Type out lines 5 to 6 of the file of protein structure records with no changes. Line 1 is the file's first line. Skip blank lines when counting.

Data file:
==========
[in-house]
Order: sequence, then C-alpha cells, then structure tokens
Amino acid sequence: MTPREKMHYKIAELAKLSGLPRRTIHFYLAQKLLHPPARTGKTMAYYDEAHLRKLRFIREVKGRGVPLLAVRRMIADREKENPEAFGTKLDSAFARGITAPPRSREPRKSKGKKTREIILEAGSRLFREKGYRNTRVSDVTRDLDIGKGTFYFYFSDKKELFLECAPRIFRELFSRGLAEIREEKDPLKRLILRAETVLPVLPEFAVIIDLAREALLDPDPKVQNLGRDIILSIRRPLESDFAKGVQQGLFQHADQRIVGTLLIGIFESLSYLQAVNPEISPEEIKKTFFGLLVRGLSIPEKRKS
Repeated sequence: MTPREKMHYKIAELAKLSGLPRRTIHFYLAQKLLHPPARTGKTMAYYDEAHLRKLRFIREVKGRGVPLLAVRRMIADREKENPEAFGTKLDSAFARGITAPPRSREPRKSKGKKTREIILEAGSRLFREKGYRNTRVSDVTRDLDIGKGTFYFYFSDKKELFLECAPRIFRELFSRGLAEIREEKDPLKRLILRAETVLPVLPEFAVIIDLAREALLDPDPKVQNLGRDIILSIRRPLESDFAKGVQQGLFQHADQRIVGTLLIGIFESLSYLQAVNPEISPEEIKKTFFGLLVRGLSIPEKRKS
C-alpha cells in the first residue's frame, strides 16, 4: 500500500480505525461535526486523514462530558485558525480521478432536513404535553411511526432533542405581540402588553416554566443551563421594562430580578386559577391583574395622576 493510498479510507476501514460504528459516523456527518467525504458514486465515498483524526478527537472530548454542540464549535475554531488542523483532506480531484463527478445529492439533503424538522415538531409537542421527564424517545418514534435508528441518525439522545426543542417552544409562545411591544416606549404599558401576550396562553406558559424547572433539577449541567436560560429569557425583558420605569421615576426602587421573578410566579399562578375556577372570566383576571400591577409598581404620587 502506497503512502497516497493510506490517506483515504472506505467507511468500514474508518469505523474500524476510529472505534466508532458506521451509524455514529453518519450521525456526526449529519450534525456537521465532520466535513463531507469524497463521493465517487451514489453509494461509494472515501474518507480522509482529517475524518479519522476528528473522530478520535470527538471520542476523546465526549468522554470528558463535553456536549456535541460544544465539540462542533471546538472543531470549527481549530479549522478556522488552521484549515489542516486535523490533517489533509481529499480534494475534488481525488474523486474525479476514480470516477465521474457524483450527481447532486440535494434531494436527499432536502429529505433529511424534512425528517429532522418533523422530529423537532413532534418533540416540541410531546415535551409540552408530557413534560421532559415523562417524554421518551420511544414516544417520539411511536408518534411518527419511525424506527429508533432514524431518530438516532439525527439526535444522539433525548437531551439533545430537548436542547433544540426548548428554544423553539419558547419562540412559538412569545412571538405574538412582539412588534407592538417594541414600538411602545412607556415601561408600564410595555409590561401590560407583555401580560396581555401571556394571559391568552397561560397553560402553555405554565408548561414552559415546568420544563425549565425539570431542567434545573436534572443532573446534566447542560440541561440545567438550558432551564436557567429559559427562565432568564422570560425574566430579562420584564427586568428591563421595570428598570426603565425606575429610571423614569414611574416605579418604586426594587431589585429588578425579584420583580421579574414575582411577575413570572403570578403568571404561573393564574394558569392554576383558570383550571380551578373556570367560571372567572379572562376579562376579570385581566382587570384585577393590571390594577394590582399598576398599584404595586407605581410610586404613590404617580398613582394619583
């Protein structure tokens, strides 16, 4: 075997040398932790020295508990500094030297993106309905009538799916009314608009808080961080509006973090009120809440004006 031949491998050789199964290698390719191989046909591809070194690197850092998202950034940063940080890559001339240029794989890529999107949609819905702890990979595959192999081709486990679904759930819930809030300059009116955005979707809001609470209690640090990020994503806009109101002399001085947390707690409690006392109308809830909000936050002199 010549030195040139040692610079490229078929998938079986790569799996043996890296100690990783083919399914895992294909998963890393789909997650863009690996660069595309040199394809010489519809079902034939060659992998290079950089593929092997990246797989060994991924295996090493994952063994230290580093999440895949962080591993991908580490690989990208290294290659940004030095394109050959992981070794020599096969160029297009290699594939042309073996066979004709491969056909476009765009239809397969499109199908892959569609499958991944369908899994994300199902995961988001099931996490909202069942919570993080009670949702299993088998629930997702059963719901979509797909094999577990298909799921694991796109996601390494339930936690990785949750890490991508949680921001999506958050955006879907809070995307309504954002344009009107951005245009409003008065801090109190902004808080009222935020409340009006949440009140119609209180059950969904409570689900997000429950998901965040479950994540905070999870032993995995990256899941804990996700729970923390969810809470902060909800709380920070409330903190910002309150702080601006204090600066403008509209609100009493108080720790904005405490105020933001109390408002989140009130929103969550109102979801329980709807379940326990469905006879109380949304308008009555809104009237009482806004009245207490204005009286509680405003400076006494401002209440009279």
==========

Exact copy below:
C-alpha cells in the first residue's frame, strides 16, 4: 500500500480505525461535526486523514462530558485558525480521478432536513404535553411511526432533542405581540402588553416554566443551563421594562430580578386559577391583574395622576 493510498479510507476501514460504528459516523456527518467525504458514486465515498483524526478527537472530548454542540464549535475554531488542523483532506480531484463527478445529492439533503424538522415538531409537542421527564424517545418514534435508528441518525439522545426543542417552544409562545411591544416606549404599558401576550396562553406558559424547572433539577449541567436560560429569557425583558420605569421615576426602587421573578410566579399562578375556577372570566383576571400591577409598581404620587 502506497503512502497516497493510506490517506483515504472506505467507511468500514474508518469505523474500524476510529472505534466508532458506521451509524455514529453518519450521525456526526449529519450534525456537521465532520466535513463531507469524497463521493465517487451514489453509494461509494472515501474518507480522509482529517475524518479519522476528528473522530478520535470527538471520542476523546465526549468522554470528558463535553456536549456535541460544544465539540462542533471546538472543531470549527481549530479549522478556522488552521484549515489542516486535523490533517489533509481529499480534494475534488481525488474523486474525479476514480470516477465521474457524483450527481447532486440535494434531494436527499432536502429529505433529511424534512425528517429532522418533523422530529423537532413532534418533540416540541410531546415535551409540552408530557413534560421532559415523562417524554421518551420511544414516544417520539411511536408518534411518527419511525424506527429508533432514524431518530438516532439525527439526535444522539433525548437531551439533545430537548436542547433544540426548548428554544423553539419558547419562540412559538412569545412571538405574538412582539412588534407592538417594541414600538411602545412607556415601561408600564410595555409590561401590560407583555401580560396581555401571556394571559391568552397561560397553560402553555405554565408548561414552559415546568420544563425549565425539570431542567434545573436534572443532573446534566447542560440541561440545567438550558432551564436557567429559559427562565432568564422570560425574566430579562420584564427586568428591563421595570428598570426603565425606575429610571423614569414611574416605579418604586426594587431589585429588578425579584420583580421579574414575582411577575413570572403570578403568571404561573393564574394558569392554576383558570383550571380551578373556570367560571372567572379572562376579562376579570385581566382587570384585577393590571390594577394590582399598576398599584404595586407605581410610586404613590404617580398613582394619583
């Protein structure tokens, strides 16, 4: 075997040398932790020295508990500094030297993106309905009538799916009314608009808080961080509006973090009120809440004006 031949491998050789199964290698390719191989046909591809070194690197850092998202950034940063940080890559001339240029794989890529999107949609819905702890990979595959192999081709486990679904759930819930809030300059009116955005979707809001609470209690640090990020994503806009109101002399001085947390707690409690006392109308809830909000936050002199 010549030195040139040692610079490229078929998938079986790569799996043996890296100690990783083919399914895992294909998963890393789909997650863009690996660069595309040199394809010489519809079902034939060659992998290079950089593929092997990246797989060994991924295996090493994952063994230290580093999440895949962080591993991908580490690989990208290294290659940004030095394109050959992981070794020599096969160029297009290699594939042309073996066979004709491969056909476009765009239809397969499109199908892959569609499958991944369908899994994300199902995961988001099931996490909202069942919570993080009670949702299993088998629930997702059963719901979509797909094999577990298909799921694991796109996601390494339930936690990785949750890490991508949680921001999506958050955006879907809070995307309504954002344009009107951005245009409003008065801090109190902004808080009222935020409340009006949440009140119609209180059950969904409570689900997000429950998901965040479950994540905070999870032993995995990256899941804990996700729970923390969810809470902060909800709380920070409330903190910002309150702080601006204090600066403008509209609100009493108080720790904005405490105020933001109390408002989140009130929103969550109102979801329980709807379940326990469905006879109380949304308008009555809104009237009482806004009245207490204005009286509680405003400076006494401002209440009279």